I'm aware that it has been a little while since I last wrote. Since my last detailed post, Greg and I have parted ways (sad face) and I have been living in and exploring San Cristóbal de las Casas, Chiapas. It's been a rather crazy week and a bit and there's still a bit left to tell from Oaxaca, so there's going to be a fair amount of writing coming your way in the next few days.
After a few days in Oaxaca, it became clear to Greg and I that due to Greg's flight in Cancún, it wouldn't be possible for us to stick to our original plan, so as I posted at the time, we decided to stay an extra few days in Oaxaca before parting ways. We decided, therefore, to visit some of the touristy sights ourselves without taking a tour (as we originally intended), simply because we share the opinion that you get a much better experience that way, plus you can take as long as you want and it generally ends up costing less.
After Monte Albán we decided to visit a big tree in a place called Tule that we'd heard a lot of people talking about. Now I'm aware that doesn't sound terribly exciting and in all honesty, it wasn't, but considering it cost us very little for transport and entry (entrance was 50p, so really we couldn't complain) and it could potentially be the oldest known tree in the world, I didn't feel too disappointed. I mean, although it was just a tree, it was a really flipping impressive tree. We also had fun reading the translations of ' Está prohibido cortar las ramas del árbol' (it's forbidden to cut the branches of the tree) written around the tree in French 'Il est interdit de couper les', English 'Forbidden, branches of thee tree', and what we could only guess was meant to be Japanese.
Árbol del Tule
Our next trip was supposed to be to 'Hierve el Agua' which literally means, 'the water boils', ironic considering their also known as 'the frozen waterfalls'. However, the night before Greg and a friend Dave who we met in our hostel dorm, decided to try and determine who was the most hardened drinker over a few games of cards, and Greg ended up consuming so much tequila that the sheer idea of movement made him want to be sick, so he gave me his blessing to head off with Dave, whilst he stayed in bed. We had quite the adventure to get there, as we had to take a shared taxi for the first half of the journey, which involved me sitting on Dave's knee in the front seat of a taxi without a back or passenger seat window, and then changing in the the town Mitlan (about an hour later) to the back of the pick up truck for the next hour or so. All of which are completely legal in Mexico?!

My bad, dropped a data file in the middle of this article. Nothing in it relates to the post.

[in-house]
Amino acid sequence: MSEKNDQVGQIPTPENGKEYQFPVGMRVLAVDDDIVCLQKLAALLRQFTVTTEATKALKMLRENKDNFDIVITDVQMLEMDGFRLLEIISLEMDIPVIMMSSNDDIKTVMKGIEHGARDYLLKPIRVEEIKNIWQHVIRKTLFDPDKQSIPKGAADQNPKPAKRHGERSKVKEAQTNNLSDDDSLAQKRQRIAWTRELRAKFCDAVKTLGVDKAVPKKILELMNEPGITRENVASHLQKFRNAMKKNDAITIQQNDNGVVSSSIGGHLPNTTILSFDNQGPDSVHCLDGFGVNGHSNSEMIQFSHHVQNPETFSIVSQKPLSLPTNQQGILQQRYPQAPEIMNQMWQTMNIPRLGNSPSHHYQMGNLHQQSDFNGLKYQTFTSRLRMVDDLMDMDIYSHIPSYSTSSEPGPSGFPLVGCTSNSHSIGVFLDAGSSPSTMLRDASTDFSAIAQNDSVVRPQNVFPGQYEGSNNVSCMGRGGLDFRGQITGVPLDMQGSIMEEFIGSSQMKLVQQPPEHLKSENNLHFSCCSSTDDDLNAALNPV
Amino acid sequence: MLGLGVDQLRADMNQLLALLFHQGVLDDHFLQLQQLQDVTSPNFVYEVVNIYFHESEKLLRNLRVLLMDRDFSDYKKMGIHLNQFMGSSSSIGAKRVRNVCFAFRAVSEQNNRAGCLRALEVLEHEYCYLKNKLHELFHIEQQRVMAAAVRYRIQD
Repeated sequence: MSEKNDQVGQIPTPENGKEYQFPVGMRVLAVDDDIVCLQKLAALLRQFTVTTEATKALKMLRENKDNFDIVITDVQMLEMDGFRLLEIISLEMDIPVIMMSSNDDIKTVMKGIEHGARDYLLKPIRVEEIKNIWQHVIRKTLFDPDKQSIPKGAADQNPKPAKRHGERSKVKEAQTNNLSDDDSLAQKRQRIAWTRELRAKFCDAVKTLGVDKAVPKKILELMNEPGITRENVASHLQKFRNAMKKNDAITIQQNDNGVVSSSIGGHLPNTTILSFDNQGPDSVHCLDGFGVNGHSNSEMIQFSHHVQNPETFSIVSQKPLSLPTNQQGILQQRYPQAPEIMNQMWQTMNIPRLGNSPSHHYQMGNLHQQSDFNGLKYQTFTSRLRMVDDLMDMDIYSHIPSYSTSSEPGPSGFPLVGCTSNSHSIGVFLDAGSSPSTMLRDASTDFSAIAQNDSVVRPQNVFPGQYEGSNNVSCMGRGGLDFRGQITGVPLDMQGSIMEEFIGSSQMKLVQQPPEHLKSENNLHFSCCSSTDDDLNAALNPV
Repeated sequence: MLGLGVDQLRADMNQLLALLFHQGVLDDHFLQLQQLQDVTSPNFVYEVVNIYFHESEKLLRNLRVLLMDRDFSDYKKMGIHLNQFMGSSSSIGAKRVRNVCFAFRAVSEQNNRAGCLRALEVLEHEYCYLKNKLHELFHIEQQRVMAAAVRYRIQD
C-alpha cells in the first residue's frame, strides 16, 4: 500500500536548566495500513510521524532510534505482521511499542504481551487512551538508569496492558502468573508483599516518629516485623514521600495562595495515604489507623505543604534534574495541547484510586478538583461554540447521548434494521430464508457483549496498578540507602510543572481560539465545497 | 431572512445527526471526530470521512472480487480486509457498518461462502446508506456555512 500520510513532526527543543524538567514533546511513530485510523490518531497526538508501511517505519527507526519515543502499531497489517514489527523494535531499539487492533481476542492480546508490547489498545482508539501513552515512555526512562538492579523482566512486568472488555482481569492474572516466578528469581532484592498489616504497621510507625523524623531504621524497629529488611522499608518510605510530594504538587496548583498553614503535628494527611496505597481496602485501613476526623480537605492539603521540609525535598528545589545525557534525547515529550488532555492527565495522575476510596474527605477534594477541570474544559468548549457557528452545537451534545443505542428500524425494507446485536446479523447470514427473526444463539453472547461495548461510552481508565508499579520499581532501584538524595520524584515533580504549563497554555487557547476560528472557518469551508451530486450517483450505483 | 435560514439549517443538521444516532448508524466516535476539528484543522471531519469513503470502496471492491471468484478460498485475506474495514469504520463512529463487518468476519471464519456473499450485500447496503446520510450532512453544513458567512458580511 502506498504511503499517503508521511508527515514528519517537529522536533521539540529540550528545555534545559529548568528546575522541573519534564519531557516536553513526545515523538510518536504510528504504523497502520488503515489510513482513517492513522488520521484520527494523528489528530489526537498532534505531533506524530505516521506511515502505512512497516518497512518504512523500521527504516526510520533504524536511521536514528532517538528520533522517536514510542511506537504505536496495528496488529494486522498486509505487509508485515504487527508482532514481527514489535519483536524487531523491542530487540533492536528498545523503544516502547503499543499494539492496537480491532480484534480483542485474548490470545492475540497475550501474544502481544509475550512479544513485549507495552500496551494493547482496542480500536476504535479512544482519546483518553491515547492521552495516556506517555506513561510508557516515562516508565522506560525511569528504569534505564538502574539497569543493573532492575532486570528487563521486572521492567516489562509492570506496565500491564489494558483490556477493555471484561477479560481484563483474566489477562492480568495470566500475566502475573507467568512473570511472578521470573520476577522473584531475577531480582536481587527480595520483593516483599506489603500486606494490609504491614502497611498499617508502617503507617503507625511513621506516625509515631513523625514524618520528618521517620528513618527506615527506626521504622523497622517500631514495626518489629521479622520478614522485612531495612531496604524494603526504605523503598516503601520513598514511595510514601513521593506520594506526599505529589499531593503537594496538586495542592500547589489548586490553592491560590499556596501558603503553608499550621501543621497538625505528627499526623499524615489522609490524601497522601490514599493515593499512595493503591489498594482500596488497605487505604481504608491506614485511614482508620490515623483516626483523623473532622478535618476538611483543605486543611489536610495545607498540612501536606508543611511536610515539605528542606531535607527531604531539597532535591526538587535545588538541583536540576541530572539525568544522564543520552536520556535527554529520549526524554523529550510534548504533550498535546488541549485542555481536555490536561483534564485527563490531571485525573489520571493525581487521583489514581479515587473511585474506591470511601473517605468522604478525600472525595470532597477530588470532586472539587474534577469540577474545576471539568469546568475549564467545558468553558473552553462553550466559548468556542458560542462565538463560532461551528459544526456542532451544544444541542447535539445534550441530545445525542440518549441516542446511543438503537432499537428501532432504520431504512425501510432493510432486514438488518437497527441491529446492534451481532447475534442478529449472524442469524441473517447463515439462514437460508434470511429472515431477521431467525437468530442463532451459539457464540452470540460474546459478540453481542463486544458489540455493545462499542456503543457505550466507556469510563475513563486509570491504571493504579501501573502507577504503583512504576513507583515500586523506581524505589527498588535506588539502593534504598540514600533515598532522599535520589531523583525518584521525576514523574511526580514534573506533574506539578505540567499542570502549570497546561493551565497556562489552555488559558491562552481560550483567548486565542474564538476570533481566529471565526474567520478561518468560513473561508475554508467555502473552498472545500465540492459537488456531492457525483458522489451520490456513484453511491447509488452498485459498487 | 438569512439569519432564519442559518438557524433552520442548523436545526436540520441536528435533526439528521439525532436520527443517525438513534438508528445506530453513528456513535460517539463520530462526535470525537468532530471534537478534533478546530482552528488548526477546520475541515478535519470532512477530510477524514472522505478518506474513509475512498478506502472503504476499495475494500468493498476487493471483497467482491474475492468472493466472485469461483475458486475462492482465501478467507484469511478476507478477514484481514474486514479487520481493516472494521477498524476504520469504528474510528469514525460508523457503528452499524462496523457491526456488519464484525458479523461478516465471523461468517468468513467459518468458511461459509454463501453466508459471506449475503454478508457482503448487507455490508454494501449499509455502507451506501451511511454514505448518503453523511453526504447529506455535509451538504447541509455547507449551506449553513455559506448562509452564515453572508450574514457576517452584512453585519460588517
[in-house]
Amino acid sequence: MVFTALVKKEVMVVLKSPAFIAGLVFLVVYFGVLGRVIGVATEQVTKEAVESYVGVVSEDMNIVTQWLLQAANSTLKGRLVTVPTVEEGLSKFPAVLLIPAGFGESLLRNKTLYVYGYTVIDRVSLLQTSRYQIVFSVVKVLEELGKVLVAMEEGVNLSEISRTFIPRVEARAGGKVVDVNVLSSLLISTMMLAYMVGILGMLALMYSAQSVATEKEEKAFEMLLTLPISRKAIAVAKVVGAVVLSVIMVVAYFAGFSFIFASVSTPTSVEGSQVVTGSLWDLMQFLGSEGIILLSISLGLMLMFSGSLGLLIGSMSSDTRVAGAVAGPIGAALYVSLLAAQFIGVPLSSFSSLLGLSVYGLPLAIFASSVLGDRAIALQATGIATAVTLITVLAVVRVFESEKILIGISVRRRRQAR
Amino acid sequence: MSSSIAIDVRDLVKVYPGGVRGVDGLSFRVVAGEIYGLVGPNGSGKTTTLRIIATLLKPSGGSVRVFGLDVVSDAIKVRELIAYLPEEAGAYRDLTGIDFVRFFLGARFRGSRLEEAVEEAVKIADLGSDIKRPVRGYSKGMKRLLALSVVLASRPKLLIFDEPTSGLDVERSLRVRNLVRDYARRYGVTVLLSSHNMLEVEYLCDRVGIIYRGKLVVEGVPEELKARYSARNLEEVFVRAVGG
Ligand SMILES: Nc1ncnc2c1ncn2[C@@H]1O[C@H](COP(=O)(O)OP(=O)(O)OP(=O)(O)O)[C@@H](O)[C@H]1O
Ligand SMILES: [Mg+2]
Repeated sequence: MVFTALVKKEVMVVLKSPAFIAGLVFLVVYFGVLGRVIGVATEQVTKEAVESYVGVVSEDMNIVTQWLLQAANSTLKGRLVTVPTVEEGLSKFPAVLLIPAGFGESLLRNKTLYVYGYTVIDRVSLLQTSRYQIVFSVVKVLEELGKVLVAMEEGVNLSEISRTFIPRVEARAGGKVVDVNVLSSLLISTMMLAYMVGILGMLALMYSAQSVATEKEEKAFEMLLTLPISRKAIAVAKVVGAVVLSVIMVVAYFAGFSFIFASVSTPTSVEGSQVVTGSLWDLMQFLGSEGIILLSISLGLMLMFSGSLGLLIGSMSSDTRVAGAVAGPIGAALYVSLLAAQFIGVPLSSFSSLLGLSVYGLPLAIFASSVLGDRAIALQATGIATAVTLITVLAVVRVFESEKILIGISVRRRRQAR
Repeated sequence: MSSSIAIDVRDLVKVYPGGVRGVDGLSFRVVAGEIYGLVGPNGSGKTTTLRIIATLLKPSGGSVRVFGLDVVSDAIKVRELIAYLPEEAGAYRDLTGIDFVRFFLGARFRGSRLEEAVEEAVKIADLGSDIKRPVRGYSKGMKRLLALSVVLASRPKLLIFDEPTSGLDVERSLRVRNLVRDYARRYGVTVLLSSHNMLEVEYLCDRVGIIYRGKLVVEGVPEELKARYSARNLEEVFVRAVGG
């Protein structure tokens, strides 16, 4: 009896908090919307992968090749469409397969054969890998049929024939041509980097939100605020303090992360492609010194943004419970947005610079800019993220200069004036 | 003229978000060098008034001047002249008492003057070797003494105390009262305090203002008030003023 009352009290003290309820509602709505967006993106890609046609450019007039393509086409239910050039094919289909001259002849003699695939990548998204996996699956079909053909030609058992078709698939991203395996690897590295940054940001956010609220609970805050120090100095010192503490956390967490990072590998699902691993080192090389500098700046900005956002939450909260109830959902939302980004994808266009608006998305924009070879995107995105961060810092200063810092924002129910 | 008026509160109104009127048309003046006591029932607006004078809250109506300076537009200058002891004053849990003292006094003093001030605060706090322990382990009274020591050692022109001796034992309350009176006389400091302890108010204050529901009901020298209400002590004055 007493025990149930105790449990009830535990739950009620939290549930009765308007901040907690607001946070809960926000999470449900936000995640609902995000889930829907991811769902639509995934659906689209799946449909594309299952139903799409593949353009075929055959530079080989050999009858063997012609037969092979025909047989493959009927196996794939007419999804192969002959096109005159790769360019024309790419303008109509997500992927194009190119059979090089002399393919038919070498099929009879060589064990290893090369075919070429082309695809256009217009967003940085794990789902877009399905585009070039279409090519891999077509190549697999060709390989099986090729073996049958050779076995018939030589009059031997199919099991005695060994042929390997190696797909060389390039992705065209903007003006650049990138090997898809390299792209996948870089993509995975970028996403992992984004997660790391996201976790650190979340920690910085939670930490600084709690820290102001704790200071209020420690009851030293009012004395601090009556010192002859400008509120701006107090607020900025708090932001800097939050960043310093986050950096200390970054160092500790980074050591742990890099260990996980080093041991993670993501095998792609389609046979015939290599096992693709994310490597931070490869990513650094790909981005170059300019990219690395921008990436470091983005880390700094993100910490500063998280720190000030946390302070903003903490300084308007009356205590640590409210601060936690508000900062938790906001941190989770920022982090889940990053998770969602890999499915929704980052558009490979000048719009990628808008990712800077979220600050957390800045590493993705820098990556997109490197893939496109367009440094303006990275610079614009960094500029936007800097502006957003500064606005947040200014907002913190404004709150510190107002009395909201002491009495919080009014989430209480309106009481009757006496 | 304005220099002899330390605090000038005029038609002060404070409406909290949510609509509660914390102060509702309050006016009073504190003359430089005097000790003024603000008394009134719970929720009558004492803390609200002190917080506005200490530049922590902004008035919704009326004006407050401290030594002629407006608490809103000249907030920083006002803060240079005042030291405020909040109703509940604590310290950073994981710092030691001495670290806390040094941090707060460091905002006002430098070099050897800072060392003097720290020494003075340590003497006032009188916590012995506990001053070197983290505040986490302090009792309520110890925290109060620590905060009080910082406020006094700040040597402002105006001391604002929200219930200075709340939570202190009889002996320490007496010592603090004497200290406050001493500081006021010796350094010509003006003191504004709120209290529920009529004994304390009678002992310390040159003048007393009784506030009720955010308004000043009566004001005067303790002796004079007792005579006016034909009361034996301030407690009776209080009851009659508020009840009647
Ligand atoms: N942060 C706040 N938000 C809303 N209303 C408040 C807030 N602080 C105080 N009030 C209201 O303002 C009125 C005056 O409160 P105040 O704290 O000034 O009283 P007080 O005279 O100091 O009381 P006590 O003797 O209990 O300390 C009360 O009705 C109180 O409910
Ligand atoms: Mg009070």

All the safety...
It turns out that the falls are actually formed by natural gisers of water flowing over the mountain sides for centuries, which have hardened into some kind of rock formation (I'm not much of a geography student!) and due to all the different shades and colours of the mierals, it looks like frozen waterfalls. On the top of the waterfalls, the gisers have formed natural infinity pools, which are pretty darn cold, but provide an amazing view of the surrounding mountain ranges and greenery. In short, it's an absolutely stunning place.
In this picture, I'm swimming in the infinity pool on top of the 'waterfall' in the next picture.
View from the facing waterfall.
The whole area is situated in a huge mountain range. You could literally see for miles and it was a bloody long way down.
When we eventually managed to tear ourselves away, we discovered that we had to head back via a different route. Basically, the two villages next to Hierve el Agua have had some kind of fall out, which meant that the residents from each can't pass through the other one, even when driving tourists through. So instead of taking a much more direct route back, we had to take a windy road over a huge mountain, still in the back of a pick up truck. Scenic, yes, but potentially life threatening as well.
Quite possibly the most Mexican picture I've ever taken. All that's missing is their owner in a sombero, who I just missed out of the shot. Hanging on for dear life and photography are two difficult skills to combine.
We intended to spend our last day simply chilling out, watching some football and eating lots of Mole, however as things tend to go with me, we weren't quite able to stick to the plan. It turns out that when we crossed the border at Tijuana, we were supposed to receive tourist papers, that in order to legally be in the country, we were supposed to carry with us at all times, which we weren't given. Not only that, but the woman didn't even check our passports, so we had no stamps, thus no evidence to prove when exactly we had entered the country. Greg had been briefly checking out some stuff for his flight when all this information came to light, and we figured that we better take a trip to the immagration office, because we were basically illegal immigrants. Seriously, how does one accidentally enter into a country illegally, that is free to enter and not realise for nearly a month?
Anyway it turned out we didn't really have much to worry about, because Mexicans being Mexicans, although a little confused at how we'd managed to get ourselves into such a ridiculous situation, were really chill about the whole thing and gave us information on what to do. And although I am yet to cross the border at Guatemala and return to Mexico to get some proper documentation, Greg has already made it home fine and dandy, so thank goodness for that! I'll hopefully be getting around to sorting out my stuff at some point this week, I'll just have to try my best not to get arrested between now and then, because deportation a month before I begin my studies would be rather inconvenient.